You can trace nearly every hate crime against Sikhs after 9/11 to ignorance and hatred for people who “look” a certain way. Perceived retaliation, Islamophobia, and ignorance of Sikhism are all contributing factors, and are also present in common instances of discrimination against Sikhs. Glares in restaurants, bullying in schools, and undeserved anger and hostility chip away at the great promise of America: that freedom of religion and expression are guaranteed to all. It was this promise that drew my parents and millions of other immigrants to this country and it is this promise that needs the most protection today.

Our turbans, beards and other articles of faith are markers of that same commitment to equality, justice and bravery. They embody Sikh and American values that overlap in every way. They manifest the tenets of the U.S. Constitution, and in itself is an act of defiance against terror and hatred that struck us 15 years ago. They are also signs of resilience in the discrimination we’ve seen since then – bold statements of the very essence of American commitment to freedom and equality.


Honoring Oak Creek through Civic Engagement

On August 5, 2012, a morning of peaceful prayer was pierced with gunshots and terror. 

This four-year anniversary of the shooting at the Oak Creek, Wisconsin Gurdwara, where six lives were lost at the hands of a hate-driven gunman, honors not only the lives of Satwant Singh Kaleka, Paramjit Kaur, Sureg Singh Khatta, Prakesh Singh, and Sita Singh, but also the friends, families, and community forever affected by such an act.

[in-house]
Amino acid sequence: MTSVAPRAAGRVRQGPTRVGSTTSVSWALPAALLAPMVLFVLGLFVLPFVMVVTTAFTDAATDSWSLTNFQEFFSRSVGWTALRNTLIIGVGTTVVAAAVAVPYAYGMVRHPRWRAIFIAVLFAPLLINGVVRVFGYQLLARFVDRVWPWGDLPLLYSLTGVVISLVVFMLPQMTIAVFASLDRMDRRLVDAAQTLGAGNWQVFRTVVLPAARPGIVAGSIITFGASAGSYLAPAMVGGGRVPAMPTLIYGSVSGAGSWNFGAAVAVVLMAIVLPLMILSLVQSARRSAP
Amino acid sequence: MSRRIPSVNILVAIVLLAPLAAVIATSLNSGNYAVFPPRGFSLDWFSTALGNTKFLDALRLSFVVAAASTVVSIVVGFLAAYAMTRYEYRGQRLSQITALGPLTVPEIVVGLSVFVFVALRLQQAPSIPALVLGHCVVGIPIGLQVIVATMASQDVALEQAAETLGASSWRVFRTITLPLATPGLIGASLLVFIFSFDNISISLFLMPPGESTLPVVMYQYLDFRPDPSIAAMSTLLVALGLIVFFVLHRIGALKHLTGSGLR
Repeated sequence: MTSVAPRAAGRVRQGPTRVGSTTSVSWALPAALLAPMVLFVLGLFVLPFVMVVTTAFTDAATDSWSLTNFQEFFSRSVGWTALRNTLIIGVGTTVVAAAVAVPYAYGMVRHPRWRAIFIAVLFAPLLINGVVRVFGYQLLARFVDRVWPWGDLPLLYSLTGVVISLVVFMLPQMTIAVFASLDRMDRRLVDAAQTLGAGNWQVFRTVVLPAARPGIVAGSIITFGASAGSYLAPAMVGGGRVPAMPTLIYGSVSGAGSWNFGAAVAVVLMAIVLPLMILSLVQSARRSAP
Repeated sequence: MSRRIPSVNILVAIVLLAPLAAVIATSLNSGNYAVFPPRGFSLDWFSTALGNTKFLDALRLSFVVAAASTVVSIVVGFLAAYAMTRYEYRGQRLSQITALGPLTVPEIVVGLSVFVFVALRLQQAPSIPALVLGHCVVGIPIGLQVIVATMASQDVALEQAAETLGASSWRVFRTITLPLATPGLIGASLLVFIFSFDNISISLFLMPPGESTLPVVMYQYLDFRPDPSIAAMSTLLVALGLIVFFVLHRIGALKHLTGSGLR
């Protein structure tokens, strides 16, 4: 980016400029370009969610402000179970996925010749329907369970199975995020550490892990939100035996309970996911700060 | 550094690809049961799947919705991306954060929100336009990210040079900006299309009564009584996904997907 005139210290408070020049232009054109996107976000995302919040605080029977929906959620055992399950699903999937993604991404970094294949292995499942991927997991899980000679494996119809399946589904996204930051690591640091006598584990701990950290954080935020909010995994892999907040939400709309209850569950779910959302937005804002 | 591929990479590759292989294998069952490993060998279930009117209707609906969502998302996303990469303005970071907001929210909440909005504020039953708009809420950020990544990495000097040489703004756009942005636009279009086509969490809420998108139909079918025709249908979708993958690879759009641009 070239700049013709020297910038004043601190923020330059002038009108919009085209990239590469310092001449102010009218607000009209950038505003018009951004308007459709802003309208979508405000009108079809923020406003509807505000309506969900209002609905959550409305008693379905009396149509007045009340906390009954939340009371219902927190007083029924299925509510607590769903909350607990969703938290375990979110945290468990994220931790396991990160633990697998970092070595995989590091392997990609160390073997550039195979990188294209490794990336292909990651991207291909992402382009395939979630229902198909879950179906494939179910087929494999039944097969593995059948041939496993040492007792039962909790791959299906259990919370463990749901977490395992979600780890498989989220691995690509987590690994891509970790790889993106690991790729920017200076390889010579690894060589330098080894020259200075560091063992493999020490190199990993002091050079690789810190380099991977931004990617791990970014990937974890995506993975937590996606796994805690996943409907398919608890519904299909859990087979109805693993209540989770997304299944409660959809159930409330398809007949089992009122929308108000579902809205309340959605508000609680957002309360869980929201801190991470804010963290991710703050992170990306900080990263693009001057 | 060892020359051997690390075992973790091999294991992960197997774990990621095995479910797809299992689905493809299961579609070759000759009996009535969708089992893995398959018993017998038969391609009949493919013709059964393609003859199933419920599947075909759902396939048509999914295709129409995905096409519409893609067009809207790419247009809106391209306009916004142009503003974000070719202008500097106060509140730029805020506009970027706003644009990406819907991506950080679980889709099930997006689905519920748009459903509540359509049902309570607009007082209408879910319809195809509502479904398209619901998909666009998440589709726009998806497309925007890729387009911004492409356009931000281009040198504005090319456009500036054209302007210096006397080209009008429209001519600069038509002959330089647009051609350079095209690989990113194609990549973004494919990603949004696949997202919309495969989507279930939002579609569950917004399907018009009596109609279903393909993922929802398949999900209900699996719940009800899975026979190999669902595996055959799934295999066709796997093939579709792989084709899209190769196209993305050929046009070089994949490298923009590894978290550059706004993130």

However, in the four years since this heinous act, neither the misguided hate nor the unnecessary violence has ceased.

Sikh Americans have continued to be the victims of hate crimes, including the attack on 68-year-old Amrik Singh Bal in Fresno, California this year. Our youth continue to be bullied. And our community continues to work to change the misunderstanding facing our religion.

These are just a few examples of the difficulty we, as Sikh Americans, experience. From the murders in Wisconsin to the ridicule of a child in class, Sikh Americans are still too often viewed as not fully American.